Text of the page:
As red herrings go, the opening track on Canadian four-piece Holy Fuck’s third album is quite something. For four long minutes an insistent, effects-laden guitar line slowly unfurls like a plume of smoke. Atmospheric though it clearly is, it’s not exactly the vibrant, in-your-face dance-rock that they’ve made their own. In fact, it’s such a side-step that when the clattering punk-funk of Red Lights erupts next it’s akin to being slapped round the face.
Latin arrives three years after the band’s second album LP, a collection of songs that went on to be shortlisted for the Canadian version of the Mercury Prize. No mean feat for a band whose music can be as abrasive and in your face as their moniker suggests. Perhaps the most impressive thing about Latin, however, is how the force and power of the music is harnessed into brilliantly realised songs. The near title track, Latin America, for example, builds from a glitchy, DIY template of cheap beats and scratchy guitar to take in a gorgeous piano line before drifting into a drum-heavy coda that slowly disintegrates.
Harnessing the sound is a constant battle and it’s this tension that allows the (mainly instrumental) tracks to remain captivating. The oddly named SHT MTN utilises what sound like saucepans for drums, whilst a heavily distorted guitar and the constant hum of a keyboard rattle around at the forefront. On paper it sounds like it should be unlistenable but between them the band and the four production wizards (including Paul Epworth and Dave Sardy) have mixed it to a sound that’s strangely beautiful. Even the pummelling bass and insane drumming of Stilettos is intoxicating as opposed to off-putting.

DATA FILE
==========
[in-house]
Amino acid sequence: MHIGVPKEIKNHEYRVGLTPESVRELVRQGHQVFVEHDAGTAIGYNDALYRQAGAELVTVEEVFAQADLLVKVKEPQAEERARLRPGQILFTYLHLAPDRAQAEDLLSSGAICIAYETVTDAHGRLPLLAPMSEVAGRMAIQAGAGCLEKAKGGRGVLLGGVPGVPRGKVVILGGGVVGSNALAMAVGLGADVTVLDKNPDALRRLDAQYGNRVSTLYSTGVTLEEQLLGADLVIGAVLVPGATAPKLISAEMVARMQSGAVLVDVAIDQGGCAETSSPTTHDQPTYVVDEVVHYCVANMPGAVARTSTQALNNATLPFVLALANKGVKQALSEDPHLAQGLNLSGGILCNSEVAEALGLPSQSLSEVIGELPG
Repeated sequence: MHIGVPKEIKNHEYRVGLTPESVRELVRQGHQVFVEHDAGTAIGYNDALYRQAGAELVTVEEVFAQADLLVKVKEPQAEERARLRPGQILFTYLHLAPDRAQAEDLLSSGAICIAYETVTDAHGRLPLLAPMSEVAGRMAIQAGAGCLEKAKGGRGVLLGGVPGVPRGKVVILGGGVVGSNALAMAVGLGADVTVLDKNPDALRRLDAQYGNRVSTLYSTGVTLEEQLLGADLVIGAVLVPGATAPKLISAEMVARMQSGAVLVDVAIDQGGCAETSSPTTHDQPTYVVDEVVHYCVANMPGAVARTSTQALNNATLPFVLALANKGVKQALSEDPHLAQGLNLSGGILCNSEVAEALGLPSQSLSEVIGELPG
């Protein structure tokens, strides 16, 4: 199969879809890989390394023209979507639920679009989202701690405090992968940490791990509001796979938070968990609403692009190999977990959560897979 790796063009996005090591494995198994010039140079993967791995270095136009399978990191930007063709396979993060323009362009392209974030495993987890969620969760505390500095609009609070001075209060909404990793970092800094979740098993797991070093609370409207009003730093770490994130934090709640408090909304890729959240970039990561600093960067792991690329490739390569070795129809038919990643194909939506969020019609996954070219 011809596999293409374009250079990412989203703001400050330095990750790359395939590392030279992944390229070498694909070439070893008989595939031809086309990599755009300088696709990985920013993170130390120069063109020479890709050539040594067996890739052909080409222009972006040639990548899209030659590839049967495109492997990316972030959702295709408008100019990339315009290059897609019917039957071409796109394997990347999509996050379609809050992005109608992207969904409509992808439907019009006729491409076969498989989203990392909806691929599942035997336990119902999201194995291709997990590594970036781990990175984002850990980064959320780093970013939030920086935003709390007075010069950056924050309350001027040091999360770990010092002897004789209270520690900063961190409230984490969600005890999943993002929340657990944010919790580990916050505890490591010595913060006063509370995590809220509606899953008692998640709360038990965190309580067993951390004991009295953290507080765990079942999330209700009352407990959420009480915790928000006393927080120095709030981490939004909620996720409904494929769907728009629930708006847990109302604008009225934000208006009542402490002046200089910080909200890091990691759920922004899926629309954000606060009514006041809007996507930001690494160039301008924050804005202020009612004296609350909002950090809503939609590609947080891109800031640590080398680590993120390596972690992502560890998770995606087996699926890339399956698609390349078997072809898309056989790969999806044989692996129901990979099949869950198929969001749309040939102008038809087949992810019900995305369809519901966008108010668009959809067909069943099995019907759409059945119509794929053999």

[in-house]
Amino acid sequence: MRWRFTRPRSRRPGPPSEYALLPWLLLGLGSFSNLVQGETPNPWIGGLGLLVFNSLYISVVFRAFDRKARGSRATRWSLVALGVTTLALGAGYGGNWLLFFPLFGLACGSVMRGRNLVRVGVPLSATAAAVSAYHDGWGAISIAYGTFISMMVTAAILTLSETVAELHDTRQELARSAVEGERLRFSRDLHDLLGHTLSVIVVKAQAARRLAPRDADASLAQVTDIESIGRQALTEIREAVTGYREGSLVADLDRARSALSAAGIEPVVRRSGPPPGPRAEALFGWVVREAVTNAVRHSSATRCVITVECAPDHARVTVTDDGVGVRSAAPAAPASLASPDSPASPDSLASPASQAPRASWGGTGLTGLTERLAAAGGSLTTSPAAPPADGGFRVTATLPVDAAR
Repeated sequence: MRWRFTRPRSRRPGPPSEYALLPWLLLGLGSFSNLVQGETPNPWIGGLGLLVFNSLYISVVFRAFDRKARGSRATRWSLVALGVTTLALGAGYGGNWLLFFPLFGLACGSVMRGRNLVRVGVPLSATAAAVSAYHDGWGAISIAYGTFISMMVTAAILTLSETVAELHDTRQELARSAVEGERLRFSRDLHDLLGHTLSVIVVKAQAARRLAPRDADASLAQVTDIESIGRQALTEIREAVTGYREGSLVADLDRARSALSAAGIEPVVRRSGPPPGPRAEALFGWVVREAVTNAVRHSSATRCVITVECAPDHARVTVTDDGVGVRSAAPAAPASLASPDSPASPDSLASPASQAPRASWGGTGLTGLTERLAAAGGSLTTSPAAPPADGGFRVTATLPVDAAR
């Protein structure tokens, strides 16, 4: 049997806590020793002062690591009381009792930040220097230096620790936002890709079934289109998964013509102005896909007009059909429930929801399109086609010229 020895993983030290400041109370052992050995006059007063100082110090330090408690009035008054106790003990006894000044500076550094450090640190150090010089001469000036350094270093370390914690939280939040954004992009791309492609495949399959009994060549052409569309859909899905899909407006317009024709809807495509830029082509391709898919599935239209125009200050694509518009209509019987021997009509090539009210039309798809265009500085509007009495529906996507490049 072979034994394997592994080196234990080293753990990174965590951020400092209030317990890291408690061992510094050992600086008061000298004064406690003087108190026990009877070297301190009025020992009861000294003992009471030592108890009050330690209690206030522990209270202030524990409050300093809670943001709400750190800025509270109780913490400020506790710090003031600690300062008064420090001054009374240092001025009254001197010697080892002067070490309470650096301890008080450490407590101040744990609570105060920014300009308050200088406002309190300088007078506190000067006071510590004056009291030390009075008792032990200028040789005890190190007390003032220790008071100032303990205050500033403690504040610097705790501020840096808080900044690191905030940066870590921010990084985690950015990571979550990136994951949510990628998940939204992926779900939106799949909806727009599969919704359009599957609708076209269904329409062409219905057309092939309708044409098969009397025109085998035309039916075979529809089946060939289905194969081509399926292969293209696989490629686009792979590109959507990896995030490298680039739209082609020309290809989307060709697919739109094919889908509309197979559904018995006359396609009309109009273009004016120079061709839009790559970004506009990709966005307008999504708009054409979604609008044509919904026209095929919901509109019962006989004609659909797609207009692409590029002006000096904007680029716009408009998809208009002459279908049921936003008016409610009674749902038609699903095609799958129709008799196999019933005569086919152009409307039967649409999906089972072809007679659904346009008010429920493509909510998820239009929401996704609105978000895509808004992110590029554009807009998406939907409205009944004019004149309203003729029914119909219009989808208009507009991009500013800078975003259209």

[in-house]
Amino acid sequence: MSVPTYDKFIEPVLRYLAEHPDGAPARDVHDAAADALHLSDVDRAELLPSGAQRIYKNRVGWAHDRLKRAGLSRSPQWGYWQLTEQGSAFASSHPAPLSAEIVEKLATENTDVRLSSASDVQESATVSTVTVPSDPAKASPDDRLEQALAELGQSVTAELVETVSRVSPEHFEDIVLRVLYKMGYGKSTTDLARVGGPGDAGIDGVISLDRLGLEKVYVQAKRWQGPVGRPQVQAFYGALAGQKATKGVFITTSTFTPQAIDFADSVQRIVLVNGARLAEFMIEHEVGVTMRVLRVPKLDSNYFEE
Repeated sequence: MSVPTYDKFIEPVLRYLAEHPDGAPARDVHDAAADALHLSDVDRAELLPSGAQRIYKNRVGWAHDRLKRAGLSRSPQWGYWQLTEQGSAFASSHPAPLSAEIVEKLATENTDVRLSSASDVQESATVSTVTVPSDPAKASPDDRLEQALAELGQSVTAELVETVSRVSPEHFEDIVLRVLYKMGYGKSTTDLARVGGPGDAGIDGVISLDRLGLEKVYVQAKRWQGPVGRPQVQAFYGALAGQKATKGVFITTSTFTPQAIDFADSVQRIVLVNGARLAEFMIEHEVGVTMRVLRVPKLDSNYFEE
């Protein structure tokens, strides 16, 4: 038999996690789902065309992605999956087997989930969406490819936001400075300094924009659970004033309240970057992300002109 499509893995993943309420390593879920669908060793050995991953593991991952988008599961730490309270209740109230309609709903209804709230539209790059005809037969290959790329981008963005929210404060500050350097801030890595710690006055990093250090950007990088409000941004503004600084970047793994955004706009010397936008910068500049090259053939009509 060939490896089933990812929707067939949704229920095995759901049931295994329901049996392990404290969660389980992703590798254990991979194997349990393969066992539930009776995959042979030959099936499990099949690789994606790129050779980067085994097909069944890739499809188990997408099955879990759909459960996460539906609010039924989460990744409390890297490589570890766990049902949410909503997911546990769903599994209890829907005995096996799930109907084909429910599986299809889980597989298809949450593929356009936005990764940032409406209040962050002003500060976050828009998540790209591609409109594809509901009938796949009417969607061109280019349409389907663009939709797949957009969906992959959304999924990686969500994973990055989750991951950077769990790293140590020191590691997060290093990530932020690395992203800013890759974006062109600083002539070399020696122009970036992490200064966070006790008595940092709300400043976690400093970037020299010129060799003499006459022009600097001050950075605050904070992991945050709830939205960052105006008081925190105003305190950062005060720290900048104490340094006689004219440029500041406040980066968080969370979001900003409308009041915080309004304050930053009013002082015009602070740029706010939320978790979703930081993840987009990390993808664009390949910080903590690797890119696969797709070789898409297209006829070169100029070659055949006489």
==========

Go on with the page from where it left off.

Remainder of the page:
Still, it’s not all sweetness and light. The album closes with the monstrous P.I.G.S., which takes the same pattern of off-kilter drums and throbbing bass but skews it with blasts of keyboards, an unexpected middle section of wailing vocals and a thundering climax that sounds like the apocalypse.
It’s a breathless finish to an album that revels in the unexpected. It won’t be to everyone’s tastes and it’s clear with a name like theirs they won’t be appearing on Fearne Cotton’s playlist anytime soon, but there’s an energy and vitality to Latin that’s impossible to deny. If we are all going the way of the dinosaurs thanks to an erupting volcano, this is the soundtrack to the end of days. Thank Holy Fuck.